Ozzy Osbourne – Mr. Crowley Video Guitar Lessons

In this Mr. Crowley guitar lesson video, I will show you how to play this incredible Ozzy Osbourne song featuring one of the greatest guitarists of all-time, Randy Rhoads.

"Mr. Crowley" is one of the great Randy Rhoads' shining moments. The solos showcase not only jaw dropping technique, but a sense of melody that few guitar players in any style can attain. His solos in "Mr. Crowley" are like complete musical compositions by themselves.

He incorporates many of his signature techniques like rapid-fire pentatonics, incredibly melodic legato arpeggios, and fast trills to create a mesmerizing and stunning performance.

Every note of "Mr. Crowley" including the solos and all of the rhythm guitar parts will be covered. For the bridge, which consists of some harmony guitar lines on the original recording, I have decided to play what Randy did live, which is a fantastic arrangement of the overall harmony but played on just one guitar.

I will also start the lesson with a quick and relatively easy to play guitar arrangement of the opening keyboard solo.

Randy Rhoads had such a well structured playing style that you can easily make sense of what he is using to create his guitar parts and try to apply those techniques and concepts to your own playing.

There is just such a wealth on info you can glean for Randy Rhoads' playing, and learning one of his most signature tunes "Mr. Crowley" is a great way to learn from one of the greatest guitarists to ever live. Good luck!! 😀

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Mr. Crowley Guitar Lesson - Ozzy Osbourne


  1. Juan Chaurant on January 5, 2015 at 10:43 pm

    Hi Carl, great lessons, how do you organize your time? Betwen classical and electrical guitar? Sorry for my bad english, i don´t speak it.

    • Carl Brown on January 6, 2015 at 1:42 pm

      Hey Juan, your English is great!

      At this point, I don’t really organize my time between classical and electric. I feel that I have the technical ability to play almost anything I would want to play on electric so I don’t practice it much. Doing the electric guitar lessons for this site is a great way for me to keep my electric guitar chops together.

      All of my guitar practice is dedicated to the classical at this time. But if I were trying to practice both my only suggestion would be to practice classical first in the day then electric second. The reason for this is because electric guitar can do a number on your calluses and also scuff up your fingerpicking nails as well.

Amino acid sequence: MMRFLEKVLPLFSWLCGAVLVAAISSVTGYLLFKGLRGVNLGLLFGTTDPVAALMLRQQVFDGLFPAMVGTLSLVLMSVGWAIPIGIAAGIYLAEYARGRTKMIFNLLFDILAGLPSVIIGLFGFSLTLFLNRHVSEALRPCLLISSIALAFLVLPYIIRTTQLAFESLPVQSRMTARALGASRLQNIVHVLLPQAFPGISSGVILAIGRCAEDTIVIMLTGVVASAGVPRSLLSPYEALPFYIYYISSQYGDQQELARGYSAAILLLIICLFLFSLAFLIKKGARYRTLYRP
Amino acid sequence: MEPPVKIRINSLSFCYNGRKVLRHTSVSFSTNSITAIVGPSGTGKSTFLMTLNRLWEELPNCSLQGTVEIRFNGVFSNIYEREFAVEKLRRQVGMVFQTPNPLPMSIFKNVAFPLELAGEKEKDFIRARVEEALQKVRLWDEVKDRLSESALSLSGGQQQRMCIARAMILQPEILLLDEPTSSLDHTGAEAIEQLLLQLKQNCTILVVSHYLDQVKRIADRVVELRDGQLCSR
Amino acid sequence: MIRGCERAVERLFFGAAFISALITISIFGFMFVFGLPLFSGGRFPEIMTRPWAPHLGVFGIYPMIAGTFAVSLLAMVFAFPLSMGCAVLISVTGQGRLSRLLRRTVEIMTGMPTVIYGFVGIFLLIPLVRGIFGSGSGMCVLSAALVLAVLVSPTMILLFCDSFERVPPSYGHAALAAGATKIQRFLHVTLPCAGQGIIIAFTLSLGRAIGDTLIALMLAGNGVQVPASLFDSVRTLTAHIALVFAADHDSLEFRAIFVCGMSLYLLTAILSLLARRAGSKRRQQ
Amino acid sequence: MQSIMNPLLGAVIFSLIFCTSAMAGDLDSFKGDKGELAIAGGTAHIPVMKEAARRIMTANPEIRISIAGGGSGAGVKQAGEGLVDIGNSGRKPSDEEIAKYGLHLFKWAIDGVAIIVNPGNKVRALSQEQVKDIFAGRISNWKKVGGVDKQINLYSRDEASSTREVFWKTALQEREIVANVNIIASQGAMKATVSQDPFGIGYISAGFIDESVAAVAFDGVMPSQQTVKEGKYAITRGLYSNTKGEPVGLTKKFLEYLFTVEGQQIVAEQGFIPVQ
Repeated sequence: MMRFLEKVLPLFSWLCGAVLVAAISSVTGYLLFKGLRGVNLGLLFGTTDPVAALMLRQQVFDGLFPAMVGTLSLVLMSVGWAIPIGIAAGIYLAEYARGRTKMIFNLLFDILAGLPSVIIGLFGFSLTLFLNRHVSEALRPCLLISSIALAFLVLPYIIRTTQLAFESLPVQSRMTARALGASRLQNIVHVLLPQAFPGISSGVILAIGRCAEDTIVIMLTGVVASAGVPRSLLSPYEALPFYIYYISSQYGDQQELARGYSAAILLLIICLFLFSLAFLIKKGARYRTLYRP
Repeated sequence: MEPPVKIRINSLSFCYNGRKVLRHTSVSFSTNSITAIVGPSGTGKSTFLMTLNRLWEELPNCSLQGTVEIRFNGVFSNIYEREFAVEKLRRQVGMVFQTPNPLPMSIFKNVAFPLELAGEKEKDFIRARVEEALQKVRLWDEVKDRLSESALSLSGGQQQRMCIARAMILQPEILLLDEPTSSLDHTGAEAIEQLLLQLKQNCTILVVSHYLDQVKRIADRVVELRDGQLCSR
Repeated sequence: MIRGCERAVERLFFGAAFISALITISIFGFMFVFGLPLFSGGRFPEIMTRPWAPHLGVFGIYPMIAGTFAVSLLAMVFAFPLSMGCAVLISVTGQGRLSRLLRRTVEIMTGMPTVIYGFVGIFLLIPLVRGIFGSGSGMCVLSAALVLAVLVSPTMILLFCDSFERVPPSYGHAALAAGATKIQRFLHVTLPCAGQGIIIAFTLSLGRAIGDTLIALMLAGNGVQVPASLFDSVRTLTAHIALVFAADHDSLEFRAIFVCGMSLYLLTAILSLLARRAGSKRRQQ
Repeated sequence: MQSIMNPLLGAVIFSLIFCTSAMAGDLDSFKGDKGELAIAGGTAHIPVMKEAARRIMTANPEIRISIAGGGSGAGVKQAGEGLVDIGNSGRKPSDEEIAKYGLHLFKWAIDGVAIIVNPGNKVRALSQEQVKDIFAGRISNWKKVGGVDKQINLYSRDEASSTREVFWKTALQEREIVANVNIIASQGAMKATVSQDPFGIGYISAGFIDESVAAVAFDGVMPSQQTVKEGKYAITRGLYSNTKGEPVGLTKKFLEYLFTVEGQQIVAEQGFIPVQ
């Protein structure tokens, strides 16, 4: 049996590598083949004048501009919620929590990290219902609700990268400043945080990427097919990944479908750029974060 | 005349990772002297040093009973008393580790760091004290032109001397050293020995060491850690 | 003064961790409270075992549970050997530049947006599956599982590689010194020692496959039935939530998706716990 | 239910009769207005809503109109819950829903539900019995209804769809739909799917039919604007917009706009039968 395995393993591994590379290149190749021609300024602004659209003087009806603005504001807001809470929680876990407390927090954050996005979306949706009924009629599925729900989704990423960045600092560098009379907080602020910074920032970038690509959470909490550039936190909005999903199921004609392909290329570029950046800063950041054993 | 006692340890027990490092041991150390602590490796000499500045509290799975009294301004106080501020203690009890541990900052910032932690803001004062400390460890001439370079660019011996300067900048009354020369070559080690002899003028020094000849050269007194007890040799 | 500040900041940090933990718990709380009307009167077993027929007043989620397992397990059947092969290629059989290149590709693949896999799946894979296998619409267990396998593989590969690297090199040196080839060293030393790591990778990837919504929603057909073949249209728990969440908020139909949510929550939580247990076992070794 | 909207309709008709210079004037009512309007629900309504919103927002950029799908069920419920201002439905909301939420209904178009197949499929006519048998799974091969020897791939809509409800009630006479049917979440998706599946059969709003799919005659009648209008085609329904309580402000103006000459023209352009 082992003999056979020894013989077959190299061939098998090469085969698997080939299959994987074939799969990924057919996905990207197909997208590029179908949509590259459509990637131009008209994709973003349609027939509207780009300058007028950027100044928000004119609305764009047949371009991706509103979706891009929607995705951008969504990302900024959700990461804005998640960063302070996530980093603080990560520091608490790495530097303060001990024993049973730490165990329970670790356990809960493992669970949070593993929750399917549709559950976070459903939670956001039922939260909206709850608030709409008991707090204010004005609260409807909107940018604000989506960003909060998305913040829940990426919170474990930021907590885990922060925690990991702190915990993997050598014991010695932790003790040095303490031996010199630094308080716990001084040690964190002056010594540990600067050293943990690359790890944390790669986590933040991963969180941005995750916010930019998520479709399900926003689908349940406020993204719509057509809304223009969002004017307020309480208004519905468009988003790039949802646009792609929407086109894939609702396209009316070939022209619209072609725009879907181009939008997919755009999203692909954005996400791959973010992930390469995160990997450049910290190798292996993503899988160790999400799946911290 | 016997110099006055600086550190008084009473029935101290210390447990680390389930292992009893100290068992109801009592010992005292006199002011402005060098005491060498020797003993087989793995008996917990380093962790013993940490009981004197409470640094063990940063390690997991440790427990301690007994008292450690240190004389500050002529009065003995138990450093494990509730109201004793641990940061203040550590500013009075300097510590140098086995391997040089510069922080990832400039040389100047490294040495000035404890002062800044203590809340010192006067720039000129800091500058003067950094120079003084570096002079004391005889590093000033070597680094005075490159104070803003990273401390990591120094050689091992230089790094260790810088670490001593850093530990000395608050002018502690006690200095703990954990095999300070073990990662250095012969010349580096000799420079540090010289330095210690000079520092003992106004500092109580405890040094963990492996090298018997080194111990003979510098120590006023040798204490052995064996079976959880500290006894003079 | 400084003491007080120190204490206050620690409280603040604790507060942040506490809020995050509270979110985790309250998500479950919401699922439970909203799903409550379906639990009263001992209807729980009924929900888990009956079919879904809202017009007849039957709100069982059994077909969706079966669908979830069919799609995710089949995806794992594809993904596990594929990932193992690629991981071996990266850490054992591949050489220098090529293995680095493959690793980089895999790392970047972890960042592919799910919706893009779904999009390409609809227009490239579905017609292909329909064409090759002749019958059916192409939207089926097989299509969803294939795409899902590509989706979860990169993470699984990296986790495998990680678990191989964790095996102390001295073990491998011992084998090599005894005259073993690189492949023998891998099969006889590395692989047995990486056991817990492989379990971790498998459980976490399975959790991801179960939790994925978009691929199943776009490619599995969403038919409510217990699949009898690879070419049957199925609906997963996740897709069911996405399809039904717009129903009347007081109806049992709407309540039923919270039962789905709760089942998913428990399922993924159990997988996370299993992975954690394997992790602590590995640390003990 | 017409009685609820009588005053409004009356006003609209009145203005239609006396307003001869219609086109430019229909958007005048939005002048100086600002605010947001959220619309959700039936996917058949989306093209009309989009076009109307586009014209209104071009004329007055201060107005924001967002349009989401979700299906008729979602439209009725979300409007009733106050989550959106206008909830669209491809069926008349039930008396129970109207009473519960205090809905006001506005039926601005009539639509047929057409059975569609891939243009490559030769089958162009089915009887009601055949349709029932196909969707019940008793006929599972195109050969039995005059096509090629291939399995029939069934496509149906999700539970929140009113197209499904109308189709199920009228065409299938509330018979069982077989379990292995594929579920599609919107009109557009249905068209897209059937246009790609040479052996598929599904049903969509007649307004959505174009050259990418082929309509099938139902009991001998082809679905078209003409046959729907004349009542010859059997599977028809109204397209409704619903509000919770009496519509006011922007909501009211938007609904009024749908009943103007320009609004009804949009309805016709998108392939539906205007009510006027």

So a good routine would be, first determine how long you can practice everyday. Let’s say 2 hours total.

      Spend an hour in the morning practicing classical then take a break and practice electric later in the afternoon or evening.

      Obviously if you have more time than that just add it to both. 🙂


  2. w rodgers on August 15, 2016 at 7:26 pm

    Hey Carl, new member here. Just starting to play again after ten or so years into my twenties playing along to Led Zep albums (yes, vinyl, with scratches at the start of each solo…). I guess JP was my first guitar teacher. Loved Randy Rhoads and had tix to see him …. two weeks after his death. But being self-taught, concentrating on minor pentatonic/blues style and not straying out of that comfort zone, I couldn’t figure out much of his playing due to limited theory background. Sadly, I sold my 60’s Les Paul Custom (identical to Mick Ronson’s: http://forums.colts.com/topic/40716-finally-found-mick-ronsons-ziggy-stardust-guitar/) which was one of the saddest days of my life and the end of my playing, Part 1. Now many years later for Part 2 I’m picking it up again, Only problem is that I used to have speed. Not so much now. Which is why I’m grateful that you posted Mr. Crowley lessons since I never had the courage to try it when I actually could channel my inner-Randy in real time. Your lesson is great, but you didn’t mention the athletic ability to fly at Randy speed! I recall that when learning to play as a 13-year old playing for my church’s youth group band, Exodus…, Free Bird was on the set list so to learn it I played to that song over-and-over for hours to build up speed (until my parents almost evicted me!). Yes, I’m starting to do some drills to turn back the clock. Any suggestions on what drills to practice? By the way, if you are a kid looking for his first electric guitar, it helps if you have parents whose ears perked up when the Thoroughbred sales guy mentioned the name Les Paul. Mom insisted on making that my first, and only, axe. Thanks, and sorry for the long post. Ward.

    • Carl Brown on August 16, 2016 at 12:50 pm

      Hey Ward, did you check around the site for technique exercises? There are many hundreds on this site to practice to get your chops back into shape.

      In my Premium lessons there are also a couple of complete guitar technique courses, one of which is an alternate picking course that will really get you back up to speed and then some. 🙂


  3. Ian Jones on February 25, 2017 at 11:09 am

    Lol I finally reached the end. It took me 4 weeks to learn this due to being extremely busy at work doing long hours, plus when I practiced most days, I still organized my time between actual practicing and learning this song, so I chipped away at it little by little each day. There are songs I learnt in a day solos included, so the fact I’ve been so busy and learnt this masterpiece over time makes it seem a lot more worth while.

  4. Richard Rooney on September 16, 2022 at 10:08 am

    Hi Carl , great lesson
    I was wondering if you know why no one has any lessons for the interlude (harmony) part that Rhandy does live.Its mostly on the top frets and hes mostly has a chord shape.
    I find it really intersting.

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